Meet the Moroccan PEER Grantees: Mohamed Riduan

Monday, July 24, 2017
Riduan, one of two Moroccan PEER research grantees, is looking at integrating renewable energy into smart buildings.
M. Riduan

Partnerships for Enhanced Engagement in Research (PEER) is a USAID program that is implemented by the U.S. National Academy of Sciences to award grants to scientists in developing countries who partner with U.S. collaborators on research activities with a strong potential development impact. USAID awarded two grants of approximately $250,000 each to Moroccan scientists working on clean energy.  Below are interviews conducted with the two researchers, who give the latest updates to their projects.

Mohamed Riduan- Renewable Energy in Smart Buildings

Meet Riduan, another Moroccan PEER research grantee from Al Akhawayn University in Ifrane who is paired up with Driss Benhaddou at the University of Houston to look at integrating renewable energy into smart buildings.

Q: Can you explain your research to me?

A: Recently, Morocco has adopted a strong [national] policy on renewable energy. Our goal during the first stage is to integrate renewables in a smart building at  Al Akhawayn University, and later on we want to expand it to to all university buildings in Morocco. By doing it this way, we can have the whole university campus act as a microgrid. A microgrid could be a small geographical area, like a campus, a resort, or a small city, that produces its own energy. With this energy, they send it to the national provider making electricity flow dual directional, from producer to the consumer, and from us, the consumer, to the producers.

Q: So far, how has your experience with PEER and USAID  been?

A: This is my first experience with PEER and its formidable (wonderful). I’m really enjoying it and am very optimistic that this project will attract and welcome further projects and support in Morocco and I have experienced positive interactions with partners and administration through emails and meetings. My experience thus far has been ideal in terms of researcher - funder relations.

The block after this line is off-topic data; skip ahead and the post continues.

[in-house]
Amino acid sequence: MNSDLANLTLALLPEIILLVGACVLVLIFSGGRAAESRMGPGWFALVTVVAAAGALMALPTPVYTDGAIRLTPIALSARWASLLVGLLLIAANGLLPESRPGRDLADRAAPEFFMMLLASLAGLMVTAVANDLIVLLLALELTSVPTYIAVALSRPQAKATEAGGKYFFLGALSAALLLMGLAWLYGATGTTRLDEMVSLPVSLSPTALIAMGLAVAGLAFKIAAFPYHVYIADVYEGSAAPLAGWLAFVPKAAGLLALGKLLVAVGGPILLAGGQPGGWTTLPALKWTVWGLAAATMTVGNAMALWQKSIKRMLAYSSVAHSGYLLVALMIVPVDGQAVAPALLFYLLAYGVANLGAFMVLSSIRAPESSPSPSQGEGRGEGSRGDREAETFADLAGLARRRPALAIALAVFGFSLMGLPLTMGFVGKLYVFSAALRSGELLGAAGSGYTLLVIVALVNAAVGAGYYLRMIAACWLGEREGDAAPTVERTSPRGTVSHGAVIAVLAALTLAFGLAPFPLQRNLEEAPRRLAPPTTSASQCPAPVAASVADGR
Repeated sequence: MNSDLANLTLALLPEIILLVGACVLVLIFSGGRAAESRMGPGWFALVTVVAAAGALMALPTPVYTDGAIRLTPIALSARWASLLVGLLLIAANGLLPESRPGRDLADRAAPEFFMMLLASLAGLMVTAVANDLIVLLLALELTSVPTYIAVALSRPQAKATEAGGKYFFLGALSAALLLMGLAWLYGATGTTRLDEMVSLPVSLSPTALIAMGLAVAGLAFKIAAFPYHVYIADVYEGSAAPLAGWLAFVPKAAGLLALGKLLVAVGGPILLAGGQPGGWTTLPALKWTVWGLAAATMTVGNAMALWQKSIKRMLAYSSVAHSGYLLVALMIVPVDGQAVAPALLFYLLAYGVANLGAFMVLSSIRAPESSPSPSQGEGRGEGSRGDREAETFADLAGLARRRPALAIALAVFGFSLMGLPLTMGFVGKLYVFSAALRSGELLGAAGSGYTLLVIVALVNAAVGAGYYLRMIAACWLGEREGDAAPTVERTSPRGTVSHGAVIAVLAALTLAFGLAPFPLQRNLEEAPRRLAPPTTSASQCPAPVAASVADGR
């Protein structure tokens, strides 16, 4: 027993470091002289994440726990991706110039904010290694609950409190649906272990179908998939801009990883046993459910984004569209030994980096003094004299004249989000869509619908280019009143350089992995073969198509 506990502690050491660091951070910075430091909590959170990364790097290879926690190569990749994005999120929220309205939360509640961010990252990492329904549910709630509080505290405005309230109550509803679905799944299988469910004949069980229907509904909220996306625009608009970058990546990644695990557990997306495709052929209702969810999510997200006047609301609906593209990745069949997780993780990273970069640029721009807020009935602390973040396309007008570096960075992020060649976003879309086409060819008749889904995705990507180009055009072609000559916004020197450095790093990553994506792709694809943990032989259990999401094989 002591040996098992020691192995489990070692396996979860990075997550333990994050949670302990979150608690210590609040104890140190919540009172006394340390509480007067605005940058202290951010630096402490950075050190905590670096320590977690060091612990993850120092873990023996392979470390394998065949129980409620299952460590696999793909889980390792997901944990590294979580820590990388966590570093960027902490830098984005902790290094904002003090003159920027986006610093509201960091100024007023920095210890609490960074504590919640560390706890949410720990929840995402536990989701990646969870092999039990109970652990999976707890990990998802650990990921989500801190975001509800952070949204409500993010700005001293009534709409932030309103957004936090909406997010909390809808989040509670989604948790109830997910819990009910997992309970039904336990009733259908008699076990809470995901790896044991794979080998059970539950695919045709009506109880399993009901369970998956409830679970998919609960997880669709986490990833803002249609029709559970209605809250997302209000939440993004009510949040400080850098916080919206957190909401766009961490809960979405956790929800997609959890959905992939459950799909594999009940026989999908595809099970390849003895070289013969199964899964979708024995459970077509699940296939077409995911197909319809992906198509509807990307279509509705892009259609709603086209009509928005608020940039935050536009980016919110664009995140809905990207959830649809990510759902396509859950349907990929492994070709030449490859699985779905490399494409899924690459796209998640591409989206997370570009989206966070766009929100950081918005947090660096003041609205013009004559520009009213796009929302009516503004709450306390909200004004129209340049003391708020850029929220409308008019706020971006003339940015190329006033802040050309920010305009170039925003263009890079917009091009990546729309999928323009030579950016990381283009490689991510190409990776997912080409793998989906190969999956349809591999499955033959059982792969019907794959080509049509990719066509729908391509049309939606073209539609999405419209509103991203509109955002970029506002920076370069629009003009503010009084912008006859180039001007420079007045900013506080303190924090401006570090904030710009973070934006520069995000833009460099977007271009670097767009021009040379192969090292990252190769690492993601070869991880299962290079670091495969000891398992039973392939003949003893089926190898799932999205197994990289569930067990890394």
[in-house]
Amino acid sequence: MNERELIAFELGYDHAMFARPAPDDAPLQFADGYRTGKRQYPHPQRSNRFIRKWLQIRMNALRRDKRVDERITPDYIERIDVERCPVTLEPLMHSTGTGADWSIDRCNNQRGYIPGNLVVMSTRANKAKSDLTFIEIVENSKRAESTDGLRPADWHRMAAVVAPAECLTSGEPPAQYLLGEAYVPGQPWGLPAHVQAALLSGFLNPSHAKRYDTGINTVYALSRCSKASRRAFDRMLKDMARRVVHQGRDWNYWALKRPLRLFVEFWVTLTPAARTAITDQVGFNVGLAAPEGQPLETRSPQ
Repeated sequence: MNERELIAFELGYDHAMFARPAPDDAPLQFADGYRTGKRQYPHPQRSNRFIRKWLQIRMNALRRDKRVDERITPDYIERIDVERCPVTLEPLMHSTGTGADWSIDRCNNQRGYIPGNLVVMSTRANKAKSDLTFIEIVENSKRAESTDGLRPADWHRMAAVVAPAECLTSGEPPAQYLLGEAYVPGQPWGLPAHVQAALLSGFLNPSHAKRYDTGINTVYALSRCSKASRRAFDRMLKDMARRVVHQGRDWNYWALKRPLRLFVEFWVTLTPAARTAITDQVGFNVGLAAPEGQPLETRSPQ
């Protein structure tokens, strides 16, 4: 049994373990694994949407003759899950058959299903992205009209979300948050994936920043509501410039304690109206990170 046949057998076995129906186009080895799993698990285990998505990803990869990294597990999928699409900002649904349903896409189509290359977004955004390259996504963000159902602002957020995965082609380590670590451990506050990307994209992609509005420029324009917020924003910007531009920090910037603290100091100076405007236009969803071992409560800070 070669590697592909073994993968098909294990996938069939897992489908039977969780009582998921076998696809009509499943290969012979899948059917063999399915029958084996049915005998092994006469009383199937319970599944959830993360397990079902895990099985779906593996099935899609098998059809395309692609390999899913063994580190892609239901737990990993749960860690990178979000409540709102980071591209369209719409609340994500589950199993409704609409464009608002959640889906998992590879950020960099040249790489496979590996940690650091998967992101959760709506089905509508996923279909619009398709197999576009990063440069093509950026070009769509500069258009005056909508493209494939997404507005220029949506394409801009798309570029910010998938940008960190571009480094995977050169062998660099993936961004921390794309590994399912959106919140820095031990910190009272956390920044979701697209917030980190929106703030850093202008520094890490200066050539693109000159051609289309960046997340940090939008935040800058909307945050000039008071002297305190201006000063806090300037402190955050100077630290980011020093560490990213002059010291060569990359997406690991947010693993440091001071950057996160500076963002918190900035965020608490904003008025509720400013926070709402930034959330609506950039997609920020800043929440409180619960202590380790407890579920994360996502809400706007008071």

Q: How did you hear about the PEER grant program and what made you apply for it?

A: PEER, being in their sixth cycle, is very well known.  Their projects have a prestigious reputation amongst university research programs and is among the top research funding programs in existence. I was introduced to PEER in 2013, when a professor from the University of Houston on a Fulbright scholarship was instructing in Ifrane. As it turns out, my very first link to this project ended up becoming my US counterpart. He has two main roles: maintaining the USAID spirit in the project and sharing his experience with us.

Q: What are some challenges that you have faced in doing this project and how have you overcome them or are working to overcome them?

A: The first challenge lies in managing the project, specifically in balancing the disparities of perspectives on teamwork between the North American education style and the French system (common in Morocco).  The second challenge lies in anticipation of implementing the project. As you know, Morocco has the largest solar plant in the world. When meeting with colleagues in the U.S., they were shocked to hear this because Morocco is a third world country and is not known in the international network, yet still we have the largest solar plant. With this project, we want to leverage the role of Moroccan universities in research fields towards aiding our national development.

Q: What is your favorite aspect of your research or your experience thus far, something you have enjoyed either working with PEER or USAID or with your partners or in discovering something about your research?

A: Although we are only at the six month mark, my favorite aspect would be the sense of support provided by USAID and PEER. Because of this label, I feel we have a strong project that could be taken further. I am very optimistic thanks again to the funding and continued support of USAID and PEER.

Q: Do you have any advice you could lend to any aspiring scientists or researchers?

A: For the researchers, it is essential to work in fields that have direct impact on society. I believe that Morocco must focus on industrialization because our problem here in Morocco is that we always buy things. We just buy,buy, buy and we don't work to create our own. In the United States, nearly all the research is done in universities with strong cooperation with industries.